By Douglas Fehlen
Cuts Have Severe Consequences
Robert Bobb, emergency financial manager of Detroit Public Schools, is the first to admit that closing half of the city's schools is going to adversely affect the quality of students' education. Bobb maintains, however, that there is no other way to make up a deficit of $327 million. The state of Michigan has mandated that the school system make cuts of this magnitude to balance the budget.
Just what will these closures mean for the students of Detroit? Many children will undoubtedly have to travel much further from their homes to attend school, commuting to facilities in other neighborhoods. More shocking, however, is the fact that classrooms in Detroit schools may contain up to 60 students. In a time when reform advocates are championing smaller school sizes, this reality is in stark contrast to where education experts suggest schools need to be.
Departing Detroit Schools
The budget woes of Detroit's schools have been caused by many factors, including rising employee entitlements, fund mismanagement and sharply declining enrollment rates. In the past decade, the city's schools have seen student population declines of 50 percent. This has in part resulted from an overall drop in population - Detroit has seen a 30 percent reduction in population over the past ten years. Many of the families that remain are sending children to private or suburban schools.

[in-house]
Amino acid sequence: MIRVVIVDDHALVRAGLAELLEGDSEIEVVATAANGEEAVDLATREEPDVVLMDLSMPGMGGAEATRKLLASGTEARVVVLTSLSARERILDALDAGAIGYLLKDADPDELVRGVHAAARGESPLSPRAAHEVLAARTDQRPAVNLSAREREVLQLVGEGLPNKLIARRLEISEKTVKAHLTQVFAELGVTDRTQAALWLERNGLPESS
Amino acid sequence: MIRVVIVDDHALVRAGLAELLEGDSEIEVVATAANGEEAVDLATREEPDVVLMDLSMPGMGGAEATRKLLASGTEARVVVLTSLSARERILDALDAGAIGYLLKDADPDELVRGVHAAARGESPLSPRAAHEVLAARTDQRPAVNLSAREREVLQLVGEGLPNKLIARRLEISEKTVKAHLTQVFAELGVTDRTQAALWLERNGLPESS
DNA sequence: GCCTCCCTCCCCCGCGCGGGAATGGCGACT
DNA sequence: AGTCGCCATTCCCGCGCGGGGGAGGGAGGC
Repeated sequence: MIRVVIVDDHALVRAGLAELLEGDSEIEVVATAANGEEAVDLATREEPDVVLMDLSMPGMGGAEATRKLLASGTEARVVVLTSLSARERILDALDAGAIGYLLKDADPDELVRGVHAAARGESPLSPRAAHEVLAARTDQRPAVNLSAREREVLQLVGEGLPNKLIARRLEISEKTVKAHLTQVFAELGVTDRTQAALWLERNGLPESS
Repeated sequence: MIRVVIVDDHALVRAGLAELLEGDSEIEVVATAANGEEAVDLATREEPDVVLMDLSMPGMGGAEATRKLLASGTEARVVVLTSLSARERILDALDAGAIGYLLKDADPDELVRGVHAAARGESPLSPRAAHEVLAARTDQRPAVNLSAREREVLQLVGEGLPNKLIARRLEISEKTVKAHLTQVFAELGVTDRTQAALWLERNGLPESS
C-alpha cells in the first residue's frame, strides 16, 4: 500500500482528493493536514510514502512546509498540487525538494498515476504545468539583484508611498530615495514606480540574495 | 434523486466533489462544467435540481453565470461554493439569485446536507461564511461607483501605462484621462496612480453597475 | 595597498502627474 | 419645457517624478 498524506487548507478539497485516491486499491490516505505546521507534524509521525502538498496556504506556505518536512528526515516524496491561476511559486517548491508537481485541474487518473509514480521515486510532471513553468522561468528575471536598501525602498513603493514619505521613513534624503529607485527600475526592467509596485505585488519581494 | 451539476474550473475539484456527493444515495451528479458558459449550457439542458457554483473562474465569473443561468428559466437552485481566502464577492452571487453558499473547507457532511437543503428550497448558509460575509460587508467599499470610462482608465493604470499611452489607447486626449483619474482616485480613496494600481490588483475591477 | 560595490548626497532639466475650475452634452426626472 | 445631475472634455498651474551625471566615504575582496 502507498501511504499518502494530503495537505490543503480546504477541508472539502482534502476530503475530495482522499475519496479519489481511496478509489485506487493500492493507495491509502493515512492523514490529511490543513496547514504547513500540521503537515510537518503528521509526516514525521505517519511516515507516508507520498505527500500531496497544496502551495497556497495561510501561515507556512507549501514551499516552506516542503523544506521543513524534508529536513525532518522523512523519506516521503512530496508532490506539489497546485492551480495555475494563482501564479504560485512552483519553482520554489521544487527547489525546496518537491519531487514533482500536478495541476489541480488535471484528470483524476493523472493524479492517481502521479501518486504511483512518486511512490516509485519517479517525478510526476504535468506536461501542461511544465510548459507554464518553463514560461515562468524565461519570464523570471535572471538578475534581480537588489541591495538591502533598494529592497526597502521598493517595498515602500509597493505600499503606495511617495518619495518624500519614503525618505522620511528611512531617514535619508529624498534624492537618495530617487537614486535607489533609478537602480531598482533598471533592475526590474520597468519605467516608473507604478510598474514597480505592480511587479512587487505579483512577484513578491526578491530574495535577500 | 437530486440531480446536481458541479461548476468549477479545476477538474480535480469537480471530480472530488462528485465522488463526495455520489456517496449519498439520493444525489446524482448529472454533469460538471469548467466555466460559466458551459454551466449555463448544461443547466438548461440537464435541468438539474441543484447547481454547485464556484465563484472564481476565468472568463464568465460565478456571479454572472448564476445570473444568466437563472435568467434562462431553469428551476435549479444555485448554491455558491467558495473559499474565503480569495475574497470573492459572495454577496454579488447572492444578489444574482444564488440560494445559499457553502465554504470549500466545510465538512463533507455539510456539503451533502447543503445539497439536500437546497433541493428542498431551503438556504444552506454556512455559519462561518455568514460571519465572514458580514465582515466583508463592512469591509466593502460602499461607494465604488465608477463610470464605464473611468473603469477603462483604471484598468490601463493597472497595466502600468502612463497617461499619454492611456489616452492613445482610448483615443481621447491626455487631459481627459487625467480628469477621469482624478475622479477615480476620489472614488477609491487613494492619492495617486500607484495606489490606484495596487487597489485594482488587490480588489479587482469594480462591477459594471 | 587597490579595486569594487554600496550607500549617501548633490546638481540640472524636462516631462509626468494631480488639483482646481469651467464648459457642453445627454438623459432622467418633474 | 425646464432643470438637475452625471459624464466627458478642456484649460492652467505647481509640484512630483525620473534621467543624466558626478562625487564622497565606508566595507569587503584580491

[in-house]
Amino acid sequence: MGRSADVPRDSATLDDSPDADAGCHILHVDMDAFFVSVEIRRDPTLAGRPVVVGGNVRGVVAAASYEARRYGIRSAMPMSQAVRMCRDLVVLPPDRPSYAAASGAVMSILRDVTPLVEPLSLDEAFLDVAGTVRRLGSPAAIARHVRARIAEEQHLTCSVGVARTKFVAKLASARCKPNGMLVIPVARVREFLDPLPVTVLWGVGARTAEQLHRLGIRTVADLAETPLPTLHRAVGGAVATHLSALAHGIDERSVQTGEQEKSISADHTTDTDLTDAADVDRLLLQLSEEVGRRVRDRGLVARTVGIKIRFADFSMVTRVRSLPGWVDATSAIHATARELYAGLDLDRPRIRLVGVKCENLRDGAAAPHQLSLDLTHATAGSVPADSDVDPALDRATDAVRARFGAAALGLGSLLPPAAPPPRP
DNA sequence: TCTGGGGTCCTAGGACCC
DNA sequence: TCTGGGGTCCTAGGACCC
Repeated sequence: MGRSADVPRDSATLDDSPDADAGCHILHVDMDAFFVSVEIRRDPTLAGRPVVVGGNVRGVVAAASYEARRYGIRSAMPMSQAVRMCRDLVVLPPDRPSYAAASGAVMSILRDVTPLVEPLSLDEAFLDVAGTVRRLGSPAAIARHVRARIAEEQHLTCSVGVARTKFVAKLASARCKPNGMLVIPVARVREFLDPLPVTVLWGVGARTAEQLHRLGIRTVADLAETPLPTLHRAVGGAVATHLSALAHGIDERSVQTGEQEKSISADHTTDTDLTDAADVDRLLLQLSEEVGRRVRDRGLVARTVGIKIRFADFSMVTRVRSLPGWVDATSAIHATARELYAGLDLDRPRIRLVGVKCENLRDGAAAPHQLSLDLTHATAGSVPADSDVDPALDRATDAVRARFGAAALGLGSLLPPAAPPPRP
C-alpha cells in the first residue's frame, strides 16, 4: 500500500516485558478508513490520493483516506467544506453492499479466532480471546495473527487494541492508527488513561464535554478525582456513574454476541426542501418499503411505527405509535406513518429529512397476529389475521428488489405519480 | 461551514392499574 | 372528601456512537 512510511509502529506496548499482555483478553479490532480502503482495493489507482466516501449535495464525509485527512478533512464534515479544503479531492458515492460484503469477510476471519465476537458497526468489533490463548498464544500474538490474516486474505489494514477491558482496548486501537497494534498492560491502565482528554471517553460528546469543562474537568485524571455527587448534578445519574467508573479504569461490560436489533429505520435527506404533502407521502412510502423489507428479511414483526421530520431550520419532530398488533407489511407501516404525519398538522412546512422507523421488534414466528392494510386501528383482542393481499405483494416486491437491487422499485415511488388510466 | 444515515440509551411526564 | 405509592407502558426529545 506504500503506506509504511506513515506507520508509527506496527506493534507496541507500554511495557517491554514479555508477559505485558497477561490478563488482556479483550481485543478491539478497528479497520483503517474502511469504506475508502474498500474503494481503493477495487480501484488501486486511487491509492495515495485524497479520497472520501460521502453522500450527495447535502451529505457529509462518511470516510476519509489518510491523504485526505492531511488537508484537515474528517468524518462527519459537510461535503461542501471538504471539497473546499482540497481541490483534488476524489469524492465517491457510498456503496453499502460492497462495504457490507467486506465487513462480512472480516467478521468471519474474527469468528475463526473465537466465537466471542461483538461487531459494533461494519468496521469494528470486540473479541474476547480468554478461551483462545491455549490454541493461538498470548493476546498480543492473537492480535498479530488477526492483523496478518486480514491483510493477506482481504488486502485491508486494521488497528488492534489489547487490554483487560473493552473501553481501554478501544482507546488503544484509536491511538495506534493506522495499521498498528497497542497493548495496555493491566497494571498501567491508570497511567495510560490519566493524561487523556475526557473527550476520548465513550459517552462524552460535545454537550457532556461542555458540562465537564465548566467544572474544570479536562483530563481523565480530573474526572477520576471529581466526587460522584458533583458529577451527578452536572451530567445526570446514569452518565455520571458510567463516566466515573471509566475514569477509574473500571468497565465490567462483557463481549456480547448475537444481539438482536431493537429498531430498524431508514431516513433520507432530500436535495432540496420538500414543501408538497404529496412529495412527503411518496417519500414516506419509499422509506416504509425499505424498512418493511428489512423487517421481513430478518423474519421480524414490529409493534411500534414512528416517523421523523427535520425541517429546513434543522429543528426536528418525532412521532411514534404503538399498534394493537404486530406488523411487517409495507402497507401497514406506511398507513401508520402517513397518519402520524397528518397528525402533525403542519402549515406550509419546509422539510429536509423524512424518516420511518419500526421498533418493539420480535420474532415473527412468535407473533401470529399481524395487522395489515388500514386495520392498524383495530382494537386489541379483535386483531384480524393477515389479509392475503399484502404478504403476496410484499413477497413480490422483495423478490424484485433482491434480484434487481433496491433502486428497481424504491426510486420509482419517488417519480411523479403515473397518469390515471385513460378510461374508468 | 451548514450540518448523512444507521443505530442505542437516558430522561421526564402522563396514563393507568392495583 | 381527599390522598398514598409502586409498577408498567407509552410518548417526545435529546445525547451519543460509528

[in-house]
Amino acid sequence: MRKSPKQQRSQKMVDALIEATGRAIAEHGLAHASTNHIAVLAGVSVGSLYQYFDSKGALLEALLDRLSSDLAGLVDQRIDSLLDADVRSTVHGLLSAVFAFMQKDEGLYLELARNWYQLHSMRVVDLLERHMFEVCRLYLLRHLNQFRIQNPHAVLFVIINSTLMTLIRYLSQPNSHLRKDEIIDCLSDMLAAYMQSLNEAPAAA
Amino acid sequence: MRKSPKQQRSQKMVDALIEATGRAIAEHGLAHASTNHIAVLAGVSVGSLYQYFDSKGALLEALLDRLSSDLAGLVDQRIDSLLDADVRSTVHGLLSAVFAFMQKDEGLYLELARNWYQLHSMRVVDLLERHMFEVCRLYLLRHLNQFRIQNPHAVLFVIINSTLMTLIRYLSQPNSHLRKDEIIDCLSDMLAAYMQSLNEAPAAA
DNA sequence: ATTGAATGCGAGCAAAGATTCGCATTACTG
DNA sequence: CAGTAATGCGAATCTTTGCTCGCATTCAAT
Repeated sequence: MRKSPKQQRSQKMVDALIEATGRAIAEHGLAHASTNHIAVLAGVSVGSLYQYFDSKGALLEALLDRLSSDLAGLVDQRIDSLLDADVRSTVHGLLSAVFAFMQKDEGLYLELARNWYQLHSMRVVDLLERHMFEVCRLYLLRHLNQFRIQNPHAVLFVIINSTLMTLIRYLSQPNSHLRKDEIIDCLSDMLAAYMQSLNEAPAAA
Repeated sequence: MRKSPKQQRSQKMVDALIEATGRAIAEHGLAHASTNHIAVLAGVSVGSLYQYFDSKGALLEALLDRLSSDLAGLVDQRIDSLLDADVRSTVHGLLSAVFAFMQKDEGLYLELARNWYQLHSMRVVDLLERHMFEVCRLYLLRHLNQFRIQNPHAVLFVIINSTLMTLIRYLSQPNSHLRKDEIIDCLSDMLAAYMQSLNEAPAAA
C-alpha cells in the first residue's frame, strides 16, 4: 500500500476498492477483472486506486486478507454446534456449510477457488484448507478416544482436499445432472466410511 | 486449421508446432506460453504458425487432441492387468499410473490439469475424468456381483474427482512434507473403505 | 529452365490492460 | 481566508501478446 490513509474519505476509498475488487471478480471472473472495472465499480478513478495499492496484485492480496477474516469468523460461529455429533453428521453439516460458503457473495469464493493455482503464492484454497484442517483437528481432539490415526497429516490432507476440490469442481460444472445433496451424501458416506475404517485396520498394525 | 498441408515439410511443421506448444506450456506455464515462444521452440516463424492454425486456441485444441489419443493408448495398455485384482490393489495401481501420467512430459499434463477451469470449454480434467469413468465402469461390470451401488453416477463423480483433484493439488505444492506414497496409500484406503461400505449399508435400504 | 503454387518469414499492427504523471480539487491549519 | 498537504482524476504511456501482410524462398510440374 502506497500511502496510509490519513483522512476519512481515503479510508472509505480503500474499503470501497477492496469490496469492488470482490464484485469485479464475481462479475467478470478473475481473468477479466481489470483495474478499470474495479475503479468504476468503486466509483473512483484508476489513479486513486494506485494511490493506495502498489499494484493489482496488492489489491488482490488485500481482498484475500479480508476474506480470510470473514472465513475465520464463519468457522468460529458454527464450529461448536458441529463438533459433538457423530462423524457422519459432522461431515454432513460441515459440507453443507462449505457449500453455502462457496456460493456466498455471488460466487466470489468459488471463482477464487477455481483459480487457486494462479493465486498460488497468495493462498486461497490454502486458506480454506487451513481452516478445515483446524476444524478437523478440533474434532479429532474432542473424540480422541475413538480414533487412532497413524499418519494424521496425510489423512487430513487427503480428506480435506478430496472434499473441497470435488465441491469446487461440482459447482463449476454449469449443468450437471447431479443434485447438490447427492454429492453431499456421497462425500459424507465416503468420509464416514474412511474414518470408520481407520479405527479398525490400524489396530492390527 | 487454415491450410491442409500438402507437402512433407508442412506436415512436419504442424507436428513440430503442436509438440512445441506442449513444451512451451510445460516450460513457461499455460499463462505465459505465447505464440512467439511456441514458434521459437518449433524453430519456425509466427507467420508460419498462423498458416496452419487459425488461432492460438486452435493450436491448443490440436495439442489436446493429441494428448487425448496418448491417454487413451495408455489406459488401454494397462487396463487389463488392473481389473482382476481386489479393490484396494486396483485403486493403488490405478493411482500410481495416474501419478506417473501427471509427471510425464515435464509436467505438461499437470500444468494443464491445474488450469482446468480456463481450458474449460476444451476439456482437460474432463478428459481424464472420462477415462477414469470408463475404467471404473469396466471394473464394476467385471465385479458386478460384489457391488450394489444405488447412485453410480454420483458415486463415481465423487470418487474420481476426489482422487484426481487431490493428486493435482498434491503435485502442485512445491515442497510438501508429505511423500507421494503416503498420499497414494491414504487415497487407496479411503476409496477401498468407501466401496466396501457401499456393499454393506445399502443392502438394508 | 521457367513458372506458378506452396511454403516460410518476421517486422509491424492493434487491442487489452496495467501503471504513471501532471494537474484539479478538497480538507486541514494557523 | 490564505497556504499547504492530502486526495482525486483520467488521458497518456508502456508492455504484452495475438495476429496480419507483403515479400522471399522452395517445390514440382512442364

With each child that leaves Detroit Public Schools, $7,660 in state funding is lost. In a disturbing cycle, a school system already plagued by deficits sees even less money come in because of declines in student population, which may in turn lead to further declines. Projections show that as a result of the proposal to shutter schools, enrollment in Detroit Public Schools will shrink even more - from the current 73,000 students to 58,000 by 2013. Making the situation even more dire is the fact that state per-pupil funding is expected to be reduced by several hundred of dollars.
A Grim Reality
David Bing, mayor of Detroit, opposes the plan for wholesale school shutdowns. 'These kids are not throwaways,' Bing said in an interview with CNN. 'The question becomes where are they going to go. . . . We've been losing population in our school system and this will accelerate that even more.'
Robert Bobb acknowledges this fact, noting that the plan he's putting in place isn't economically viable in the long term. Its purpose, he says, is to balance the budget - a requirement of Michigan law. In the next few months, Bobb plans to close between 20 and 40 schools. By the end of 2013, only 72 schools will remain open in all of Detroit. The emergency financial officer concedes that families will be angered and student academics will be harmed, but he says there are no other options in his power.
One last remaining hope to stave off the full impact of proposed cuts is an alternative restructuring plan that would allow Detroit Public Schools to borrow money to get back on fiscal track. Lawmakers, however, would have to approve any such plan - a prospect that seems less than likely given mistrust of the system. Said lawmaker Paul Scott, 'I don't feel the taxpayers of Michigan are willing to become liable for that money with all the structural and institutional problems that exist.'
Learn about how cuts in public funding are affecting the nation's colleges and universities.